In addition I believe that the most critical issue in this appeal is whether plaintiff received a fair trial in view of the understandable efforts of the trial judge to assist defendant in the presentation of his defense. As this court stated, in Bohannon v. Schertz (1974), 21 Ill. App.3d 149, 150, 315 N.E.2d 316, 317:
"The law is well settled in Illinois that a defendant has the right to represent himself and to conduct his care without the aid of an attorney; however, if this is his desire he must comply with the same rules of proceedings as would be required of an attorney."
(Accord, Biggs v. Spader (1951), 411 Ill. 42, 46, 103 N.E.2d 104, 107.) It is clear from the record, in the instant case the trial court several times took over the questioning of witnesses on behalf of defendant in order to facilitate the presentation of a coherent defense in response to the testimony of the plaintiff and the doctors who testified in her behalf. Several examples from the report of proceedings will illustrate my concern.
In presenting her case, plaintiff first called defendant as an adverse witness. At the conclusion of her examination of defendant, the trial court explained to defendant the tactical alternatives available to him — i.e., that he could wait and testify as a part of his own case or he could give direct testimony at the conclusion of plaintiff's examination of him. Defendant indicated that he wanted to testify right then, and the trial judge proceeded to question defendant at length about his post-operative treatment of plaintiff and about her progress under that treatment. Thus the court conducted the direct examination of defendant. Later, while defendant was attempting to cross-examine plaintiff's expert medical witness, defendant started to read from an article that had not been introduced into evidence. After sustaining plaintiff's objection to defendant's questions, the court told defendant, "Ask him if he read it and is familiar with the article, Doctor, the operation procedure." During subsequent cross-examination of the same witness, defendant attempted several times to ask the witness whether his responsibility to his patient did not end when she terminated her relationship with him. After several versions of the question were objected to by plaintiff and the objections sustained by the court, defendant asked, "Is there any way I can accomplish that?" and the court advised defendant, "Ask him what is customary." Following plaintiff's redirect examination of the witness, defendant had no recross, but the trial court asked several questions to clarify certain details of surgical procedure which had been mentioned by the witness on redirect. In effect, the court conducted the re-cross-examination for defendant.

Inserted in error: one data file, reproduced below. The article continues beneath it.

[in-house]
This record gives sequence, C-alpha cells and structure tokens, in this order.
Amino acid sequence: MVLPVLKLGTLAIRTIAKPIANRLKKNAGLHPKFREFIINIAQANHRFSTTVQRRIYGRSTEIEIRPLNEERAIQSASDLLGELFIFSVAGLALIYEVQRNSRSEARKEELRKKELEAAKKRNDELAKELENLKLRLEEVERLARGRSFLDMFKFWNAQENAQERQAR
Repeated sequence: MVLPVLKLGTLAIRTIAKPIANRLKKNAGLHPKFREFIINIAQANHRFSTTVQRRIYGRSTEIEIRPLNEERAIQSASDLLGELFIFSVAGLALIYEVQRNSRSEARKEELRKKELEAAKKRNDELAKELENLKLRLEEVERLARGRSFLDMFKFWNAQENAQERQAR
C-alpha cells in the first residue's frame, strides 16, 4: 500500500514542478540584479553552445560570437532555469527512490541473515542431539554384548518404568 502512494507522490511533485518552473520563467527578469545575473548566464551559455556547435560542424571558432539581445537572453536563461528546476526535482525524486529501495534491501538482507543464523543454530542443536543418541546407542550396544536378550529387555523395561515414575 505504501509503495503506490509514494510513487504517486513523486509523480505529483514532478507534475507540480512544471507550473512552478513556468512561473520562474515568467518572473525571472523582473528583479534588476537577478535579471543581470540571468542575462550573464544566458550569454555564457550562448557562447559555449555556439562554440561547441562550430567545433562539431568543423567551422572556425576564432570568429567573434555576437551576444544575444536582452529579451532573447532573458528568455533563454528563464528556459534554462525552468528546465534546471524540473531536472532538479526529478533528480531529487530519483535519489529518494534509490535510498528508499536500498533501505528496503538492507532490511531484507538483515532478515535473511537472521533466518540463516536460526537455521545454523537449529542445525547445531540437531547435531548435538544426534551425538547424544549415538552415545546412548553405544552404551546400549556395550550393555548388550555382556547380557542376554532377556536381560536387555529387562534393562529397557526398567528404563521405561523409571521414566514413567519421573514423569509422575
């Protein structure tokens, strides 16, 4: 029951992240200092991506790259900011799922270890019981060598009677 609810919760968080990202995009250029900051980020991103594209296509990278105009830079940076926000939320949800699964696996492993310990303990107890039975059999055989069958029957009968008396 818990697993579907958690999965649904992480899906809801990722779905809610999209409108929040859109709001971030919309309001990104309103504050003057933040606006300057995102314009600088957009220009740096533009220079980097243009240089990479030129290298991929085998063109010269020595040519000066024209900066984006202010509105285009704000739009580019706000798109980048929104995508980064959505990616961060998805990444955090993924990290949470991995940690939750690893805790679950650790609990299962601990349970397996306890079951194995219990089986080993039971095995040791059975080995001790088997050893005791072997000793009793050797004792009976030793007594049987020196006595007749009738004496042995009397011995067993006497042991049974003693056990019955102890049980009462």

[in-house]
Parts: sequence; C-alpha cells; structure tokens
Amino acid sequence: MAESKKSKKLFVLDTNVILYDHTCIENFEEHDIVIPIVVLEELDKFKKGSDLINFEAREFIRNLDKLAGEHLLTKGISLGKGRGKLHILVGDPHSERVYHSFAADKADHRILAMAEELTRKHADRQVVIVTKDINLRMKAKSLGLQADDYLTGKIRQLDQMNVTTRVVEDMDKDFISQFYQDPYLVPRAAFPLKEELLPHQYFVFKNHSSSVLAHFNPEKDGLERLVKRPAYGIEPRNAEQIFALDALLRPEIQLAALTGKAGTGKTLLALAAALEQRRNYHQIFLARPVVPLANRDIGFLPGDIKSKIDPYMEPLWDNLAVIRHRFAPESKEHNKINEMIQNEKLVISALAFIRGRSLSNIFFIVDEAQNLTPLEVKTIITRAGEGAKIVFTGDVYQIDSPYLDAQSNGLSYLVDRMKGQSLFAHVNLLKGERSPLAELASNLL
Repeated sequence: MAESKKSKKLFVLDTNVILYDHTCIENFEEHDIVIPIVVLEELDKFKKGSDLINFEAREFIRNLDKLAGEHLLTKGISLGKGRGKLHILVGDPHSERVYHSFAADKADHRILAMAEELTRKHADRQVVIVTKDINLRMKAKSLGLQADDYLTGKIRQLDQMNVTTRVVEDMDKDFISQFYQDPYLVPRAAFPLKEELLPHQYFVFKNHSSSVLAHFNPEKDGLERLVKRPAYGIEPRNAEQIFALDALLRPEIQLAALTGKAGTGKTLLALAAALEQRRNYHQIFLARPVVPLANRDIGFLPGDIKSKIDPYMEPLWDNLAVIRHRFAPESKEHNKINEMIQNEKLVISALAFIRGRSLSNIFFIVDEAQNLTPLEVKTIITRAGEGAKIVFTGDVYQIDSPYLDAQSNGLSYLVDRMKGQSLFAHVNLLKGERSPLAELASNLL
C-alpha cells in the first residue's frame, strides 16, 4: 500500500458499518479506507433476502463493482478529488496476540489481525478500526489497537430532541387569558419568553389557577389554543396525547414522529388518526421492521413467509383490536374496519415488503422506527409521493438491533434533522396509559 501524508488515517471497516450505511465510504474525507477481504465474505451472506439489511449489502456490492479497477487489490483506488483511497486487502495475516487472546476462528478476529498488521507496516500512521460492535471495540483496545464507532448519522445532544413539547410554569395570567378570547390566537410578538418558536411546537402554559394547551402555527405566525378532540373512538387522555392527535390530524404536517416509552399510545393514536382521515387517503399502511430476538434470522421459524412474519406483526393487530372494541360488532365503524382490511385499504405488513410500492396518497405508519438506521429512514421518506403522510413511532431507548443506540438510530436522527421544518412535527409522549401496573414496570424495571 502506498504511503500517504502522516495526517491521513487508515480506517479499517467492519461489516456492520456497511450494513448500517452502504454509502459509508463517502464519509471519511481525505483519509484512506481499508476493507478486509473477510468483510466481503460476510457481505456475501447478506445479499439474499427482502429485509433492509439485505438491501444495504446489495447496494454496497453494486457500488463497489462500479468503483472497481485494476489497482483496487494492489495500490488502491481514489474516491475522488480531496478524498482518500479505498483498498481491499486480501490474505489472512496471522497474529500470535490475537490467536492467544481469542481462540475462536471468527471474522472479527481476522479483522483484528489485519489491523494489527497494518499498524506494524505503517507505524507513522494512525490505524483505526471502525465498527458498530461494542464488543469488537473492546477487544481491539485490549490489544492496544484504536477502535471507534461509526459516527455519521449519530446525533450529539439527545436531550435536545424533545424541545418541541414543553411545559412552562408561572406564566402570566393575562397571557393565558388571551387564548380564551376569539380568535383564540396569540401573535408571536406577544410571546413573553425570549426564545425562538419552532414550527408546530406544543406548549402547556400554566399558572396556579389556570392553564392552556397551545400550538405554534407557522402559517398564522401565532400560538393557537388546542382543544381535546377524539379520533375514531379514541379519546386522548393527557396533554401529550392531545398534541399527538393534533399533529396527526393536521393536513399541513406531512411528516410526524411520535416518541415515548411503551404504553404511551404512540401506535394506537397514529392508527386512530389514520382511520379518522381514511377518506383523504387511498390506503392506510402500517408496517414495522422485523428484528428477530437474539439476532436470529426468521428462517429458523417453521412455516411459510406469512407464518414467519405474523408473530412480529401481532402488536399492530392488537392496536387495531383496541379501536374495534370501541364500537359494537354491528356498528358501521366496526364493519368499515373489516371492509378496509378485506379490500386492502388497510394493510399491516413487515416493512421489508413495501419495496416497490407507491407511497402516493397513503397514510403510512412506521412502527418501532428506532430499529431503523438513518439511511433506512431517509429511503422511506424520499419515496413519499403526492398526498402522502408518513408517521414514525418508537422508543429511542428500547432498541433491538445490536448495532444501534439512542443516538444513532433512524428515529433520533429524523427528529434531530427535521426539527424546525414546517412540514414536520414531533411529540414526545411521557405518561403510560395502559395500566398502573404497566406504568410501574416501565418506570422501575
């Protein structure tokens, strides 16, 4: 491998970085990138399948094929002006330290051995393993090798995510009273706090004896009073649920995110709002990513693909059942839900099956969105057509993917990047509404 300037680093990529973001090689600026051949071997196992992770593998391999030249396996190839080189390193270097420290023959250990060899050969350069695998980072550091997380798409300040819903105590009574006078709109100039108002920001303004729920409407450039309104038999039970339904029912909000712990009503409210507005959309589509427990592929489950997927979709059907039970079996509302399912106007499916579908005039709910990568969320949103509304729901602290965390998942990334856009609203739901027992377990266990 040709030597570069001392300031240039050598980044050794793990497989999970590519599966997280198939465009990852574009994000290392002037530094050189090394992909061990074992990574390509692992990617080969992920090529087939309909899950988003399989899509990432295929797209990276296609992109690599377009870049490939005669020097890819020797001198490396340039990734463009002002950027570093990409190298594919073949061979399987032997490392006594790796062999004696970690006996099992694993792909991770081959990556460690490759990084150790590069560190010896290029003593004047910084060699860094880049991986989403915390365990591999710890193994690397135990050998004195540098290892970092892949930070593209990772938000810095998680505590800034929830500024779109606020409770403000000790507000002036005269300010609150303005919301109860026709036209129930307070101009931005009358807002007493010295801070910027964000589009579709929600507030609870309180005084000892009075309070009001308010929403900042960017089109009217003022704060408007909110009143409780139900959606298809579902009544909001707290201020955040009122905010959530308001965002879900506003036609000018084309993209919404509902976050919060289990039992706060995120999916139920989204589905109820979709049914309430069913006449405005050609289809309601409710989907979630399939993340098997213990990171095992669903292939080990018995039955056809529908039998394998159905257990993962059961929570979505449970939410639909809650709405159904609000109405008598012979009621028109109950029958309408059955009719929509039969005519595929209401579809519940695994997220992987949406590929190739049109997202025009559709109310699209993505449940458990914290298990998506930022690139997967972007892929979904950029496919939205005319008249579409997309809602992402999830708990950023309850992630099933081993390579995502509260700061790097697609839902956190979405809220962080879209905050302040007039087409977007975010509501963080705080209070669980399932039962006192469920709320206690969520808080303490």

During another occasion, while defendant was questioning his own expert witness, Dr. McSweeney, the court overruled an objection by plaintiff to the form of a question asked by defendant relating to the surgical procedures the witness would use, and then the court provided defendant with the correct form by adding, "Based on the standards of our local community." At the close of Dr. McSweeney's testimony, plaintiff moved that the testimony be stricken as not relevant to the issue of the prevailing standard of care for a reasonably well-qualified surgeon. The court stated:
"Well, normally if I had a lawyer sitting there, I would — you might be technically correct. You might be correct. With Dr. Rogers, who at least in his artful questioning, I think the concept is sufficiently established in the record to allow that testimony to stand."
It is apparent to me that the trial court did not hold defendant to the same rules of procedure as he would have an attorney in determining the relevancy and admissibility of this evidence. To condone such actions of the trial court here is to invite pro se representation in difficult trials which would make a mockery of the judicial process, even though to fully inform a jury is a commendable purpose. Defendant was entitled to a fair opportunity to present his evidence, but nothing more. If he was insufficiently versed in legal procedure to place his evidence before the jury pursuant to the ordinary rules of procedure, then he was not entitled to have the court assist him by phrasing questions, by conducting the examination of witnesses, or by special rulings in his favor.
Without unnecessarily lengthening this opinion, with additional examples, it is my firm belief the trial court overstepped the bounds of judicial discretion in assisting defendant with the trial of this cause, and, accordingly, that plaintiff is entitled to have the judgment reversed and a new trial granted.